α-Tocopherol is synthesized from γ-tocopherol by the action of enzyme γ-tocopherol methyltransferase. It is the major form of Vitamin E in human plasma. It is present in sunflower seed oil.
(+)-α-Tocopherol has been used:
- as a food supplement for juvenile cobia fish
- to evaluate its protective effect on bisphenol A induced oxidative stress in rats
- to test its chemopreventive efficacy in estrogen-mediated mammary cancer rats
10, 100 g in ampule
Packaged under argon in a sealed ampule.
α-Tocopherol is essential for the photosynthesis in Synechocystis sp. strain PCC 6803. Supplementation with α-Tocopherol decreases lipid peroxidation and platelet aggregation. It inhibits protein kinase C and may play key role in gene regulation.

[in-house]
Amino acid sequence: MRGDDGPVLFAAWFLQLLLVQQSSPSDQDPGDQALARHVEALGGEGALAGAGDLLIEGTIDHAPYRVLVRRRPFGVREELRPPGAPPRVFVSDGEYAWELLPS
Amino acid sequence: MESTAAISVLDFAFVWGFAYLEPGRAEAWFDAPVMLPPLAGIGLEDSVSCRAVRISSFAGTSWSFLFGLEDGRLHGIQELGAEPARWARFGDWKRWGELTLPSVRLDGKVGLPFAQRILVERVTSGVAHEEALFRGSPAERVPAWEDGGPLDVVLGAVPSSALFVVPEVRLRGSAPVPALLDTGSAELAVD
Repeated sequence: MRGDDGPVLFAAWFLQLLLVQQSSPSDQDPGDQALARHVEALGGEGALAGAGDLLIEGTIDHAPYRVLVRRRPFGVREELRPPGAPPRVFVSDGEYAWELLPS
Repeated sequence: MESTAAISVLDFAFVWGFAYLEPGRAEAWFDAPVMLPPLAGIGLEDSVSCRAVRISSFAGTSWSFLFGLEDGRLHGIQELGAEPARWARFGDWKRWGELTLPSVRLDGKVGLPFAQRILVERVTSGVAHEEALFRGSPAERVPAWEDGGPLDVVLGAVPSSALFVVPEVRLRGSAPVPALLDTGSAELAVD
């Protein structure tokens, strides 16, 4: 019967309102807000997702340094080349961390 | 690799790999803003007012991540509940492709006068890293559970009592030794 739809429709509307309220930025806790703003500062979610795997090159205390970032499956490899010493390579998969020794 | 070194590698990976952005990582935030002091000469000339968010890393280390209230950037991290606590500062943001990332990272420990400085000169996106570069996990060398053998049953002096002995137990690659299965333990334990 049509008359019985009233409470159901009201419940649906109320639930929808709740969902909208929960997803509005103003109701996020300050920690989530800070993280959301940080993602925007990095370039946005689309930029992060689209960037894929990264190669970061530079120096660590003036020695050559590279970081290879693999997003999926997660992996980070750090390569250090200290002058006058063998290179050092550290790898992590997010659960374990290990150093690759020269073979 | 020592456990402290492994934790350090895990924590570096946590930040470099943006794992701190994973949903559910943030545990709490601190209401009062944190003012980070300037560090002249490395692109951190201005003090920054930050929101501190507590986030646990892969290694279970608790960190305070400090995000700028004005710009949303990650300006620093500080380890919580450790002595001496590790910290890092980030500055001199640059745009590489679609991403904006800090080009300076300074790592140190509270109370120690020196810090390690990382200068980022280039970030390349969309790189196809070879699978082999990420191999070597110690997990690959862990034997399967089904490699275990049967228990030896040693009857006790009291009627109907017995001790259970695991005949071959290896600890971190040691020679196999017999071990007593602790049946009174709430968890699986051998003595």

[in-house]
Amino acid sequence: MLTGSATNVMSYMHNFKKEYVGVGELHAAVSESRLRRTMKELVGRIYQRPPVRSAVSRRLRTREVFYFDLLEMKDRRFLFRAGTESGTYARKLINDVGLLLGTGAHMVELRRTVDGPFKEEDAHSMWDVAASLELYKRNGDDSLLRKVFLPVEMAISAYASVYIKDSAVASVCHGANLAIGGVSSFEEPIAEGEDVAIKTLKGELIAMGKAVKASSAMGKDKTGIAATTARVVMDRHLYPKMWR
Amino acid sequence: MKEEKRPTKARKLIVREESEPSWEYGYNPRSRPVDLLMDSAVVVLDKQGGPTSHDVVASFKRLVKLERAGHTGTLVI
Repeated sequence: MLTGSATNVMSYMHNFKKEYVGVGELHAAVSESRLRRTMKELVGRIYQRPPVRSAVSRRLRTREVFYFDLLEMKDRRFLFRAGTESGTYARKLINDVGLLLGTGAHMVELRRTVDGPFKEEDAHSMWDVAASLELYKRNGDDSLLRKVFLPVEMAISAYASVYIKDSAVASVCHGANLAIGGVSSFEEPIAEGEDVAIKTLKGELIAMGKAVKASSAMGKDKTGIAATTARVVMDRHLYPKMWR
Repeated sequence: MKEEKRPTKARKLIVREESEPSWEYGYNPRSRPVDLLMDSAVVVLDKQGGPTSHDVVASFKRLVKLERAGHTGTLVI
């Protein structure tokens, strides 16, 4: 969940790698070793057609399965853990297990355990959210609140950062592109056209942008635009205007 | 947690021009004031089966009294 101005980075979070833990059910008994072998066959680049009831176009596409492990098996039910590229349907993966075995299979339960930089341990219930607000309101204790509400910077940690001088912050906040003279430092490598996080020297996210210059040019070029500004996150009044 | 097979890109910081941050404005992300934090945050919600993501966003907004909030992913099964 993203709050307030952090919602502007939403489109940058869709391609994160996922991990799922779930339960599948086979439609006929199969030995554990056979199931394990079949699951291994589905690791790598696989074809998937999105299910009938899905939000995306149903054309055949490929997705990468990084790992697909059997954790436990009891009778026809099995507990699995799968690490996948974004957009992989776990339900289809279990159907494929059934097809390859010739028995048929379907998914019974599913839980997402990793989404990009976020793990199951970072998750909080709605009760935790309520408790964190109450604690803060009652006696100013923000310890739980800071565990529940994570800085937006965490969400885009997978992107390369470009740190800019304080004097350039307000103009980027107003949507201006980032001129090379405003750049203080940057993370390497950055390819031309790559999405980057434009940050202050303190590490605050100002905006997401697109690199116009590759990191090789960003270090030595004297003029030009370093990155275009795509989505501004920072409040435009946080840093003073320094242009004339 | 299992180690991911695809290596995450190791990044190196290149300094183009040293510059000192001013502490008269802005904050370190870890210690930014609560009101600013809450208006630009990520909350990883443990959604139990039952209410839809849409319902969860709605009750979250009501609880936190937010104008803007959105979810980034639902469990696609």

Tocopherols (TCP) (vitamin E) are a series (α, β, γ and δ) of chiral organic molecules that vary in their degree of methylation of the phenol moiety of the chromanol ring. Tocopherols are lipid soluble anti-oxidants that protect cell membranes from oxidative damage. α-Tocopherol is the form of tocopherol preferentially absorbed by homo sapiens. Various isofroms and analogues of tocopherol have opposing and differentiated regulatory activities in vivo.
Mixed constitutional (α, β, γ, δ) isomers.
Approx. 670 mg D-α-tocopherol per gram. The non-α content is typically between 5-35 mg/g
Subject to air oxidation.
This product is miscible with chloroform or ethanol. It is practically insoluble in water but it is miscible with ether, acetone, and vegetable oils. It is unstable to alkaline conditions.